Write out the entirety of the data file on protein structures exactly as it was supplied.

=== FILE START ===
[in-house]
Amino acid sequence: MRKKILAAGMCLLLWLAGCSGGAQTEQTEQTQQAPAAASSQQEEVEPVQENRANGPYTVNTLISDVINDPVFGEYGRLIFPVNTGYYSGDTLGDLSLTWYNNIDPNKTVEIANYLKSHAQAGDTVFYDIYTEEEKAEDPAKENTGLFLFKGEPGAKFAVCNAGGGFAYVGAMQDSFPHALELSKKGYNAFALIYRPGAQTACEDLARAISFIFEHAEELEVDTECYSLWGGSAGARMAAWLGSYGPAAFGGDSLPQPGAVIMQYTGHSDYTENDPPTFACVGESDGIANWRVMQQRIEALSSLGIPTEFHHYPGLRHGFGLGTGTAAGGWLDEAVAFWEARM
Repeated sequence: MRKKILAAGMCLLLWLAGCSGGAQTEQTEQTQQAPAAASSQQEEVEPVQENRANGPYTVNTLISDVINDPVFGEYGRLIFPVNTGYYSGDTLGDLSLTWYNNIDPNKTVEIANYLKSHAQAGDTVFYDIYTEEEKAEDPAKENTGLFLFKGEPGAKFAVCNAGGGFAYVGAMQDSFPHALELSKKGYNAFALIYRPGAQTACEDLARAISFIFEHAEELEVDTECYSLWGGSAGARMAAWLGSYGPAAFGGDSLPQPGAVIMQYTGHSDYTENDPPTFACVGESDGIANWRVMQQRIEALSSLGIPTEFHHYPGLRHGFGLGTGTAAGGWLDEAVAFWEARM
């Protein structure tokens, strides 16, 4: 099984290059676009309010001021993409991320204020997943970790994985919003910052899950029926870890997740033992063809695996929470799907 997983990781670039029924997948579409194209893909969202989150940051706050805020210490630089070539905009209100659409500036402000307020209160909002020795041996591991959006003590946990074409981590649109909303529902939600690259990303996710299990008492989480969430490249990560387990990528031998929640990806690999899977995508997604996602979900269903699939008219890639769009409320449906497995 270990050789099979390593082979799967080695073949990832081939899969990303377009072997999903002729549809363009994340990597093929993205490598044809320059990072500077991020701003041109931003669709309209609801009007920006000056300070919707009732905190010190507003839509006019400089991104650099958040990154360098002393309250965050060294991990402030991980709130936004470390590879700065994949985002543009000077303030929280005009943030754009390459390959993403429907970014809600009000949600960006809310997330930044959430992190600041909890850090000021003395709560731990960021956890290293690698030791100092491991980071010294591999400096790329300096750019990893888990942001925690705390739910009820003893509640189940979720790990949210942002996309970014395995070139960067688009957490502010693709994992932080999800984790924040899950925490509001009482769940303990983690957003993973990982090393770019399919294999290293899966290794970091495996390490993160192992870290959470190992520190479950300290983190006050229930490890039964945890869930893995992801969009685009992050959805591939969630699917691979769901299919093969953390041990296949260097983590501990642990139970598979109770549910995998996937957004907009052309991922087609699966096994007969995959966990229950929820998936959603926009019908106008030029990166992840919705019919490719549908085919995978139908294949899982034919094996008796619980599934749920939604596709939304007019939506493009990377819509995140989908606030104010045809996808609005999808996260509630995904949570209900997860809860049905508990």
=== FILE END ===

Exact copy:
[in-house]
Amino acid sequence: MRKKILAAGMCLLLWLAGCSGGAQTEQTEQTQQAPAAASSQQEEVEPVQENRANGPYTVNTLISDVINDPVFGEYGRLIFPVNTGYYSGDTLGDLSLTWYNNIDPNKTVEIANYLKSHAQAGDTVFYDIYTEEEKAEDPAKENTGLFLFKGEPGAKFAVCNAGGGFAYVGAMQDSFPHALELSKKGYNAFALIYRPGAQTACEDLARAISFIFEHAEELEVDTECYSLWGGSAGARMAAWLGSYGPAAFGGDSLPQPGAVIMQYTGHSDYTENDPPTFACVGESDGIANWRVMQQRIEALSSLGIPTEFHHYPGLRHGFGLGTGTAAGGWLDEAVAFWEARM
Repeated sequence: MRKKILAAGMCLLLWLAGCSGGAQTEQTEQTQQAPAAASSQQEEVEPVQENRANGPYTVNTLISDVINDPVFGEYGRLIFPVNTGYYSGDTLGDLSLTWYNNIDPNKTVEIANYLKSHAQAGDTVFYDIYTEEEKAEDPAKENTGLFLFKGEPGAKFAVCNAGGGFAYVGAMQDSFPHALELSKKGYNAFALIYRPGAQTACEDLARAISFIFEHAEELEVDTECYSLWGGSAGARMAAWLGSYGPAAFGGDSLPQPGAVIMQYTGHSDYTENDPPTFACVGESDGIANWRVMQQRIEALSSLGIPTEFHHYPGLRHGFGLGTGTAAGGWLDEAVAFWEARM
């Protein structure tokens, strides 16, 4: 099984290059676009309010001021993409991320204020997943970790994985919003910052899950029926870890997740033992063809695996929470799907 997983990781670039029924997948579409194209893909969202989150940051706050805020210490630089070539905009209100659409500036402000307020209160909002020795041996591991959006003590946990074409981590649109909303529902939600690259990303996710299990008492989480969430490249990560387990990528031998929640990806690999899977995508997604996602979900269903699939008219890639769009409320449906497995 270990050789099979390593082979799967080695073949990832081939899969990303377009072997999903002729549809363009994340990597093929993205490598044809320059990072500077991020701003041109931003669709309209609801009007920006000056300070919707009732905190010190507003839509006019400089991104650099958040990154360098002393309250965050060294991990402030991980709130936004470390590879700065994949985002543009000077303030929280005009943030754009390459390959993403429907970014809600009000949600960006809310997330930044959430992190600041909890850090000021003395709560731990960021956890290293690698030791100092491991980071010294591999400096790329300096750019990893888990942001925690705390739910009820003893509640189940979720790990949210942002996309970014395995070139960067688009957490502010693709994992932080999800984790924040899950925490509001009482769940303990983690957003993973990982090393770019399919294999290293899966290794970091495996390490993160192992870290959470190992520190479950300290983190006050229930490890039964945890869930893995992801969009685009992050959805591939969630699917691979769901299919093969953390041990296949260097983590501990642990139970598979109770549910995998996937957004907009052309991922087609699966096994007969995959966990229950929820998936959603926009019908106008030029990166992840919705019919490719549908085919995978139908294949899982034919094996008796619980599934749920939604596709939304007019939506493009990377819509995140989908606030104010045809996808609005999808996260509630995904949570209900997860809860049905508990």